The schizophrenia subjects showed statistically significant high waist circumference, increased triglycerides and decreased HDL cholesterol values. The subjects also showed statistically significant increased hs-CRP values. The prevalence of metabolic syndrome and laboratory dyslipidemia were 28.8% and 51.1% respectively, which were higher compared to control group.
The schizophrenia subjects are at higher risk for cardiovascular disease events due to high prevalence of metabolic syndrome and dyslipidemia. These patients should be regularly monitored for CVD risk factors and timely referred to physician for further management.
SCZ Keywordsschizophrenia, schizophrenic, schizotypal
31Asia Pac Psychiatry 2013 Jun 5: E58-63
PMID23857813
TitleIncreased high-sensitivity C-reactive protein levels in Taiwanese schizophrenic patients.
Abstractschizophrenia is associated with the activation of the immune/inflammatory system. C-reactive protein (CRP), a positive acute phase protein, may be associated with schizophrenia and antipsychotic treatment.
The serum high-sensitivity CRP (hsCRP) levels of 36 schizophrenic patients undergoing clozapine, olanzapine or risperidone treatment and 36 sex-matched healthy subjects were collected. The difference in hsCRP levels between the schizophrenic and the control groups was estimated using ancova. anova was performed to examine the differences in the hsCRP levels between three antipsychotic groups (clozapine, olanzapine and risperidone).
ancova adjusted for age and body mass index (BMI) revealed a significant increase in the hsCRP levels in the schizophrenic group (1.4 mg/L, SD =1.5 mg/L) in comparison with the control group (0.9 mg/L, SD = 1.4 mg/L) (P = 0.013). anova revealed no statistical difference of age, BMI and hsCRP in three antipsychotic groups (P = 0.83, 0.90 and 0.71, respectively).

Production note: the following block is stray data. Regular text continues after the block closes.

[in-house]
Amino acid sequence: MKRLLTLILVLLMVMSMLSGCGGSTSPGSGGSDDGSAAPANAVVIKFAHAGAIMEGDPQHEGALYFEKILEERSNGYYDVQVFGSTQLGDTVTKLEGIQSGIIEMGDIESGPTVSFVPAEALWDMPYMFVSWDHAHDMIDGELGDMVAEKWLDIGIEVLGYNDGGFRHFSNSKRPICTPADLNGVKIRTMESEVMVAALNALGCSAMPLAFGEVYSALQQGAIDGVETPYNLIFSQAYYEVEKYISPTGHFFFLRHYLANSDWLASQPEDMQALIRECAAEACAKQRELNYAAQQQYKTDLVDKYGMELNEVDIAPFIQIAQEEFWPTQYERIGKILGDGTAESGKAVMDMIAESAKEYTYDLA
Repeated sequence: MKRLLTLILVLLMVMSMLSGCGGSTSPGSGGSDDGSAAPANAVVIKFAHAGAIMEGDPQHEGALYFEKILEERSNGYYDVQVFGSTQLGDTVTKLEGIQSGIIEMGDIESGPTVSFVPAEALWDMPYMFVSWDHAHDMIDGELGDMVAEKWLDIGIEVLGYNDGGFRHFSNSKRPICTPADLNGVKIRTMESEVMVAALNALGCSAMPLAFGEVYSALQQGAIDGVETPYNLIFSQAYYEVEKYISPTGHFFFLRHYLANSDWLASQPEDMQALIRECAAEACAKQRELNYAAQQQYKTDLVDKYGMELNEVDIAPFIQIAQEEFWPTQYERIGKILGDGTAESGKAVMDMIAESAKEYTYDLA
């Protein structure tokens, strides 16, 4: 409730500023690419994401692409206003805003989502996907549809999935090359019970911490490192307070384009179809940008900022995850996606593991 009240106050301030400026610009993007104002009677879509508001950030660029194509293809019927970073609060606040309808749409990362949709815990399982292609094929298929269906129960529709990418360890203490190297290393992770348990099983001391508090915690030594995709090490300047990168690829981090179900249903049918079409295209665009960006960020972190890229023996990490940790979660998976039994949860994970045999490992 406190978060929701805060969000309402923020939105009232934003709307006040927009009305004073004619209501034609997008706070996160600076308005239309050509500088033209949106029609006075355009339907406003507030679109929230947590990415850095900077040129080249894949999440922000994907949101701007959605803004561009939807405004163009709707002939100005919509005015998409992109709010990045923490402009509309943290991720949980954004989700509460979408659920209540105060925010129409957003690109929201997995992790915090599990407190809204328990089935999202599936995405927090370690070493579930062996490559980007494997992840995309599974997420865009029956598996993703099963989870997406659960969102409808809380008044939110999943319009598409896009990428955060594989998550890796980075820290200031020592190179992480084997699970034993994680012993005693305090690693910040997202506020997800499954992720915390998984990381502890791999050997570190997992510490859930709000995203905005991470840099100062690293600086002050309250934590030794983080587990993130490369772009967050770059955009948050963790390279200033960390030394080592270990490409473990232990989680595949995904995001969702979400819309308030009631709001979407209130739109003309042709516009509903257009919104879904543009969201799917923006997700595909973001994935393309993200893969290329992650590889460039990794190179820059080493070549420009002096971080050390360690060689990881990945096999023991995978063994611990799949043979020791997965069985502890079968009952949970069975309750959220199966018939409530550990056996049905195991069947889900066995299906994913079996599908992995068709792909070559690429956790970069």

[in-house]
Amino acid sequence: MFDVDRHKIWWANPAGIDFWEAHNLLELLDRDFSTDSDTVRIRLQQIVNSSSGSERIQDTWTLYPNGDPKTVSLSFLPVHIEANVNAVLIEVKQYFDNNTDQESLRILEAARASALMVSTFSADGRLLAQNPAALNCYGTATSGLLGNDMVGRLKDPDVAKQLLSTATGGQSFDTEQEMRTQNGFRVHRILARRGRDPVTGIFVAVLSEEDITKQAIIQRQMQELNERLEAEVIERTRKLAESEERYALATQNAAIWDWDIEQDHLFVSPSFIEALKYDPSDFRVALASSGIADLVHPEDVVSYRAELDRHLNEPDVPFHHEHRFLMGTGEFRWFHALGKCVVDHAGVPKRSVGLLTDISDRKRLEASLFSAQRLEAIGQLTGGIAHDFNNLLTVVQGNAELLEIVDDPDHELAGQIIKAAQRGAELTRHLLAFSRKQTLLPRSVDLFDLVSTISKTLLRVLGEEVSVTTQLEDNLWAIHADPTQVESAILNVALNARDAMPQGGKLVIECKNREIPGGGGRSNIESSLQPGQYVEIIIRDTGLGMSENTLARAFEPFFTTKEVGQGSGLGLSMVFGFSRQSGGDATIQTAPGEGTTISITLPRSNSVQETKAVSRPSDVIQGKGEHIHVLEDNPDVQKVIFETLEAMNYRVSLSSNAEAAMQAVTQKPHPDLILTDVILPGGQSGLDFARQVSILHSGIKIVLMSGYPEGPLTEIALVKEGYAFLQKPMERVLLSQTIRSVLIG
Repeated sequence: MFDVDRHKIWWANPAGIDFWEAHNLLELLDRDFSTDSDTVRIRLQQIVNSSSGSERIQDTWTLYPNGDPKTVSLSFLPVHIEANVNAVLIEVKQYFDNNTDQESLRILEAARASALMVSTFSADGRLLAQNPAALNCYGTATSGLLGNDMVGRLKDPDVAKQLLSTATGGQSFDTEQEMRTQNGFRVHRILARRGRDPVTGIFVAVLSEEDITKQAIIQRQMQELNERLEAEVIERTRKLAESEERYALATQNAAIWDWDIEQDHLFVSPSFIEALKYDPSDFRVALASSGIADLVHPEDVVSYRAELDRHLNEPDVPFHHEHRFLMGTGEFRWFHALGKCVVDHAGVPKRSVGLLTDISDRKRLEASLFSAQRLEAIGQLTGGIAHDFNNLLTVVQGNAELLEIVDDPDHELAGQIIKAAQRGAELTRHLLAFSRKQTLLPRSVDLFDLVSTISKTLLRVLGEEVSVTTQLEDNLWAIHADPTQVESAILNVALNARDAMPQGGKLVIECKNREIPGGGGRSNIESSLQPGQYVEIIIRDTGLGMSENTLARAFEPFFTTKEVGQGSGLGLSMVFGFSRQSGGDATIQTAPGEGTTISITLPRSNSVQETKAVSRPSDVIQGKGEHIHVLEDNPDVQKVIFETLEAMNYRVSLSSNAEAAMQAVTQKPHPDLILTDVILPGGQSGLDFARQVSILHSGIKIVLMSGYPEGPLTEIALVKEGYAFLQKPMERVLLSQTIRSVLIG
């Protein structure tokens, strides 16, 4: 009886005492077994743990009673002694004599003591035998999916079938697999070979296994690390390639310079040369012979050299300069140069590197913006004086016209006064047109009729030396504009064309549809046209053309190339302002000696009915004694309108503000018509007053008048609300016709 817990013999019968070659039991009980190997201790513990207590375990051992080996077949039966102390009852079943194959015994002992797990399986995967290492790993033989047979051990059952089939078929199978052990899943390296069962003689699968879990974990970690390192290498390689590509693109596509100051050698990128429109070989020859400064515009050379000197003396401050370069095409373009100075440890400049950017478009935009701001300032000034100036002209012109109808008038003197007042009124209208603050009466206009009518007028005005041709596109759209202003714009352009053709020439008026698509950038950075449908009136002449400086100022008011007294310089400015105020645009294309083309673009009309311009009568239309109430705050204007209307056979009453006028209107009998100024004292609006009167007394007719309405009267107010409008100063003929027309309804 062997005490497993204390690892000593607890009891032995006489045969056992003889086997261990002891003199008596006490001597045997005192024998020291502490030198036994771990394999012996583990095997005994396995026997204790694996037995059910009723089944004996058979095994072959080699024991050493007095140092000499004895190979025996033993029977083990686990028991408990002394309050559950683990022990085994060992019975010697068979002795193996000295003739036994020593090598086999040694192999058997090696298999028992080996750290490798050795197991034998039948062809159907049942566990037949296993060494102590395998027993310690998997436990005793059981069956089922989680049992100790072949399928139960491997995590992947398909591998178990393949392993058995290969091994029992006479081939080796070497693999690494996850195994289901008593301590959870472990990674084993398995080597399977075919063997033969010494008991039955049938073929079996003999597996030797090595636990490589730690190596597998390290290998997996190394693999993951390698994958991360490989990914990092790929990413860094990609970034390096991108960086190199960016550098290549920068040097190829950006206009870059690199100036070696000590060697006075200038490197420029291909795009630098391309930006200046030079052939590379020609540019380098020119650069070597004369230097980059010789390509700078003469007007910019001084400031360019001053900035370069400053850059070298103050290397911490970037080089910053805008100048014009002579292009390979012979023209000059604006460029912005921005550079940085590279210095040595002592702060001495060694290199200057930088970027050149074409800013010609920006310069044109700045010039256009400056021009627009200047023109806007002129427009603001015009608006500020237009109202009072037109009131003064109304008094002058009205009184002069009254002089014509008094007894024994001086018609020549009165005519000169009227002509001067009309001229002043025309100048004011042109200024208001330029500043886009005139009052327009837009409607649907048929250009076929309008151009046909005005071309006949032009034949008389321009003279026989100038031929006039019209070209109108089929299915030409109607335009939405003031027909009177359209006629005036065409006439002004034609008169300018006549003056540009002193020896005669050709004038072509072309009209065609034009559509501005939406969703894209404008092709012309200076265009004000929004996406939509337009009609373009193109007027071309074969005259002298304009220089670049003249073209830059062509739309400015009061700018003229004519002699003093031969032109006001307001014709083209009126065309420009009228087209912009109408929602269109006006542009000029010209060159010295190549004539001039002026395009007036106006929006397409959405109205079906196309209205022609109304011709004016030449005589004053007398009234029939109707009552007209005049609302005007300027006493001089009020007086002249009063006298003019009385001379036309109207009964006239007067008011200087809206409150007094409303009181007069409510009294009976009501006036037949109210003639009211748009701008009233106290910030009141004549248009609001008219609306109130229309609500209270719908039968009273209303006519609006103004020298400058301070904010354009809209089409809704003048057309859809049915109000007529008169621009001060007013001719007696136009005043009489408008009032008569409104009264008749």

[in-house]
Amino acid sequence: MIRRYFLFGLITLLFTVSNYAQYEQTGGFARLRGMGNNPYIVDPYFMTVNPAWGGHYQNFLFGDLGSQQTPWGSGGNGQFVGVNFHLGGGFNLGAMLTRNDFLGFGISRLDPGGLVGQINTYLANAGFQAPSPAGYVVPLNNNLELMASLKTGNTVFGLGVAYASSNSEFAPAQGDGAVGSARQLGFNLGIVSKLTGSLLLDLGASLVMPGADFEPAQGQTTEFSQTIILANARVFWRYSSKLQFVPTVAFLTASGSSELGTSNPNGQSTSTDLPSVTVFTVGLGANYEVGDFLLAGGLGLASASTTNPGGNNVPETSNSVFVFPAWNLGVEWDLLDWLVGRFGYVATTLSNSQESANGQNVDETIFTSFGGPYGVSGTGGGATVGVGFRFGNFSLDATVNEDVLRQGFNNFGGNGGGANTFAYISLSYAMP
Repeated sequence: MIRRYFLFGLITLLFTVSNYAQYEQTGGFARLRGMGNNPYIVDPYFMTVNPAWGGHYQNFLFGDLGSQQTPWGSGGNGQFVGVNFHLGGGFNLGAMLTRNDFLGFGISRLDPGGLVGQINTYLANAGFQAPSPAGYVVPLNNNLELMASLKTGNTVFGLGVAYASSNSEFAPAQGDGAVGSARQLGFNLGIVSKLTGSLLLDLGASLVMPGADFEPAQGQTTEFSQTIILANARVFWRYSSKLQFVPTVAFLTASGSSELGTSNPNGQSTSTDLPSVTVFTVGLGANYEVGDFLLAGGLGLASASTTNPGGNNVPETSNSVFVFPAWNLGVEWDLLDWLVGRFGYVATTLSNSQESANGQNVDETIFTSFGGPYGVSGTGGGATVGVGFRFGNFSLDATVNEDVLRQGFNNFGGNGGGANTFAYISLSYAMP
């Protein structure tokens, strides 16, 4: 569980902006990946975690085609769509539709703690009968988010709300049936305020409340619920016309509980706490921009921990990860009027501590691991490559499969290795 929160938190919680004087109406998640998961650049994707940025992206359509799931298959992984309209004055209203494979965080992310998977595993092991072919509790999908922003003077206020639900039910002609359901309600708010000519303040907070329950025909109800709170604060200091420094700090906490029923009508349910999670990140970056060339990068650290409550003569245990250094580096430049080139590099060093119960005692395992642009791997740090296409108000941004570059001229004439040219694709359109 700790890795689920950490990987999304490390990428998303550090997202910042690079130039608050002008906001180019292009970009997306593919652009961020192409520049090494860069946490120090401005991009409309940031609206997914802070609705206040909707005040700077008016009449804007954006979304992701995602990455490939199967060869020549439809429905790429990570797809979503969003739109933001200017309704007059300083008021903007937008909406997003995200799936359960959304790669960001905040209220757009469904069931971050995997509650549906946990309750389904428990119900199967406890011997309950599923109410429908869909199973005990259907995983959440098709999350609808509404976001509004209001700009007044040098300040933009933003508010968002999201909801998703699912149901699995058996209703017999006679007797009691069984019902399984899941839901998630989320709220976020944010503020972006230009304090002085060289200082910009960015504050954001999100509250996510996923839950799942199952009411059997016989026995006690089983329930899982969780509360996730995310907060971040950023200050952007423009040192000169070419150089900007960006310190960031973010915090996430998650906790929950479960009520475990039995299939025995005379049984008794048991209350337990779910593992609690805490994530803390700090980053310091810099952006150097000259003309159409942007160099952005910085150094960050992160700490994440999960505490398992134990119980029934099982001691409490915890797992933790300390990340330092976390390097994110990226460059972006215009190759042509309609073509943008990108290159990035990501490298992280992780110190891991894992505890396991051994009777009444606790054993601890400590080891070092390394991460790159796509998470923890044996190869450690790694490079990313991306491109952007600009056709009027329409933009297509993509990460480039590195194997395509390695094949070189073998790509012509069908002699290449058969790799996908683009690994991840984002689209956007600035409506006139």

The elevation of CRP level is seen in chronic schizophrenia under antipsychotic treatment; however, studies with a larger sample size are required to confirm these results.
SCZ Keywordsschizophrenia, schizophrenic, schizotypal
32Asia Pac Psychiatry 2013 Jun 5: E58-63
PMID23857813
TitleIncreased high-sensitivity C-reactive protein levels in Taiwanese schizophrenic patients.
Abstractschizophrenia is associated with the activation of the immune/inflammatory system. C-reactive protein (CRP), a positive acute phase protein, may be associated with schizophrenia and antipsychotic treatment.
The serum high-sensitivity CRP (hsCRP) levels of 36 schizophrenic patients undergoing clozapine, olanzapine or risperidone treatment and 36 sex-matched healthy subjects were collected. The difference in hsCRP levels between the schizophrenic and the control groups was estimated using ancova. anova was performed to examine the differences in the hsCRP levels between three antipsychotic groups (clozapine, olanzapine and risperidone).